There’s a large movement currently for brands to “tell their story”, to enable them to be more approachable to customers. Communications pro Gini Dietrich does a great job of showing the strengths of storytelling for brands on her leading Spin Sucks blog.
There are some great examples of brands that win when they insert a more story-like feel to their ad or marketing campaigns. Take Apple and Google, for instance, as highlighted by the two videos below:
Yet, as good as they are (and both gave me a chill when I originally saw each one), they’re still clearly promotional pieces for technology (even though that technology does a great job of bringing people together).
Because of that, they can never quite live up to the same kind of emotion a real human story evokes.
The Simple Power of Love
Two stories came into my radar in the last couple of days, and – for me – show exactly why natural human stories trump brand storytelling.
The first is about two twins in Akron, Ohio, who suffered a rare condition called “monoamniotic birth”, which meant they shared an amniotic sac and placenta while in their mother’s womb.
This is a dangerous condition that could see the twins become entangled in each other’s umbilical cords, starving them of oxygen and leading to major complications.
However, the twins – Jillian and Jenna Thistlethwaite – were born without any major problems last Friday, May 9. And the truly amazing part – they were holding each other’s hands when delivered.
There may be many reasons for this to have happened – but for me, the twins knew the challenges they had to overcome just to survive, and gave each other the strength to do so, and continue to do so outside the warmth of their mother’s body.
As the mother Sarah said:
They’re already best friends. I can’t believe they were holding hands. That’s amazing.
The second story, shared by my friend Justin Kozuch, is about a mother who showed the love for her 18-month old son far outstripped concerns for her own safety when she saved them both from a fire in the apartment where they lived.
Christina Simoes was lying in bed with her son Cameron when she saw flames in the building. The speed of the flames trapped the pair, and the only thing left to do was jump out of the window.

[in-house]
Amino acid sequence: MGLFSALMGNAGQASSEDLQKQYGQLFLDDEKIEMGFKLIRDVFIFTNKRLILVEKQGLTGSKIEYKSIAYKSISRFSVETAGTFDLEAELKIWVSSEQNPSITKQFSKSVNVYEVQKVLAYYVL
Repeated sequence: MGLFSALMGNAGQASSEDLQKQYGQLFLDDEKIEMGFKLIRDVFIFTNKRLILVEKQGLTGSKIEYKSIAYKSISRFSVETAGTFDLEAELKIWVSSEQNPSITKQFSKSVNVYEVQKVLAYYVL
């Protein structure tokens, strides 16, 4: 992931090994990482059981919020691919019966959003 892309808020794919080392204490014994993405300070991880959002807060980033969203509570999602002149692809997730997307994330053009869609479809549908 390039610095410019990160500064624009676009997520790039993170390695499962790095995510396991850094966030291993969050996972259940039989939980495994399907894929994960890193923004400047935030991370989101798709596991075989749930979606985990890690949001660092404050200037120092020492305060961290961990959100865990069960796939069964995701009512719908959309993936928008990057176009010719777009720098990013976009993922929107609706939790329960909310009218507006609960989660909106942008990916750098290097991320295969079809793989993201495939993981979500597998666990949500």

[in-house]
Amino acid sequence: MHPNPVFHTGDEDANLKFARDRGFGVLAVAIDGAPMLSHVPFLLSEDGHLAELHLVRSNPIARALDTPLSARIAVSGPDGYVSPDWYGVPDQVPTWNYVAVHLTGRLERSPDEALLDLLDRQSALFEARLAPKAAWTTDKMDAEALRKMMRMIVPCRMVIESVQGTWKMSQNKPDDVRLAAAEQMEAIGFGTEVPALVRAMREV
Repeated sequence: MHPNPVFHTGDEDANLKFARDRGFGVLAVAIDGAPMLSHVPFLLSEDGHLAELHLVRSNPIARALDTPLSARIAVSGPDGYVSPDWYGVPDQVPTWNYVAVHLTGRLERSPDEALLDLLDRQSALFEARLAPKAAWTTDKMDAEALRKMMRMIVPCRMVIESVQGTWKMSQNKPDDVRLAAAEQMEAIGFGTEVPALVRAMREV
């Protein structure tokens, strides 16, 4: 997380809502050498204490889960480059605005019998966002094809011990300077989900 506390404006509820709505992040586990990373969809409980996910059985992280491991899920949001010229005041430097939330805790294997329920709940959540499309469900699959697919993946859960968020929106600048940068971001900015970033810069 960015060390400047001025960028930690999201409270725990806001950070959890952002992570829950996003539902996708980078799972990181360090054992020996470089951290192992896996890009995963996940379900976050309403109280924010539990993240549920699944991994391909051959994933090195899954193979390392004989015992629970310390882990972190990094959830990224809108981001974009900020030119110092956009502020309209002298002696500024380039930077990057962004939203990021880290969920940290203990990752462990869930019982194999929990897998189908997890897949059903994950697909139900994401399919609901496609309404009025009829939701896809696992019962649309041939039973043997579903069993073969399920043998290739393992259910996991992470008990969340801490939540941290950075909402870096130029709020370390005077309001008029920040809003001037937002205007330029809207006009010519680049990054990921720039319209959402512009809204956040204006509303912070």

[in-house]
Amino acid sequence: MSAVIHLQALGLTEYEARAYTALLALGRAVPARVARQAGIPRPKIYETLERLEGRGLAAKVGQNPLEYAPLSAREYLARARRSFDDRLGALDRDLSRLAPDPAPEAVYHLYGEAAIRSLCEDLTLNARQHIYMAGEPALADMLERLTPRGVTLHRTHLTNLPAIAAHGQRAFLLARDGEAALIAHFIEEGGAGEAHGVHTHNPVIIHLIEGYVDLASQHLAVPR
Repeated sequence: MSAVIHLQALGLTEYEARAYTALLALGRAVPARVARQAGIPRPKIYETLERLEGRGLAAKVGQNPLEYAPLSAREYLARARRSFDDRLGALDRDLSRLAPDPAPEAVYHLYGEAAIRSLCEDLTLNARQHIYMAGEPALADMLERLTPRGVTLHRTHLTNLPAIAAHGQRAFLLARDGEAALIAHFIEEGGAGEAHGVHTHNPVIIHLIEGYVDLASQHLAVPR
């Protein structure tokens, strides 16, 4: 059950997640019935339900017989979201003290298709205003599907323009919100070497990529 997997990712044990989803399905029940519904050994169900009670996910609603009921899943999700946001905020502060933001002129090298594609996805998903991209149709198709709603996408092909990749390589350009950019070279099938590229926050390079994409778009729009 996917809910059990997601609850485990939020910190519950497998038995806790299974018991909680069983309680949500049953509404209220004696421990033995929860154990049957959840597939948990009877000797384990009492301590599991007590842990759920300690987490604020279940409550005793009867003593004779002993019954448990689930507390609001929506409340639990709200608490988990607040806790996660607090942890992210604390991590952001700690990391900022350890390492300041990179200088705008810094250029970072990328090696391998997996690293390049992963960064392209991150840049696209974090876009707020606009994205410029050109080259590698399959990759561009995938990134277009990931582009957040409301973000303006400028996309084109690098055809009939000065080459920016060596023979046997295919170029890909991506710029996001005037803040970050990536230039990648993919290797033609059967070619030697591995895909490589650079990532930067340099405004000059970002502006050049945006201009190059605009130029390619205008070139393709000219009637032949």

Knowing the fall could be dangerous, Christina wrapped her son tightly to her chest, hugged him and told him she loved him, and then leapt from the building. The fall broke a bone in her back, which may lead to complications and limit Christina’s ability to walk. Cameron escaped with just a bruise on his head.
When asked about her heroism, Christina brushed off the term and simply said:
I didn’t think about it. All I was thinking about was getting him out of there. He mattered way more than I did.
Human Stories, Human Emotions, Human Connections
We, as marketers, talk a lot about connecting emotionally with our audience. Roger Dooley, a consultant and author based in Austin, Texas, has a fascinating blog (and books) on the topic over at Neuromarketing. It’s well worth your time and subscription.
It’s something my co-author Sam Fiorella and I also look at in Chapter 2 of the Influence Marketing book, and how the human psyche controls a lot of our decision-making process when it comes to taking an action.
However, the “problem”, for want of a better word, with emotional marketing is it treads a very fine line between being authentic, and being a slickly-produced video or narrative for a new product. Get this part wrong and the connection you’re looking for is broken.
A real human story, on the other hand, doesn’t suffer from this – because we know it’s real, and that’s where the power comes from.
Brand storytelling is a useful tactic when it comes to awareness and acquisition/retention – but it still plays second fiddle to real human stories (just look at the success of the Humans of New York project).
And as long as people can see the difference between a brand and a human vision, that gap will remain. Which isn’t necessarily a bad thing…
There’s currently a fund-raising initiative for Christina Simoes over at gofundme, to help pay medical bills and replace the stuff she lost in the fire. Its aim is to raise $30,000 and presently it sits at $26,027. If you’d like to donate or support, click here for more details.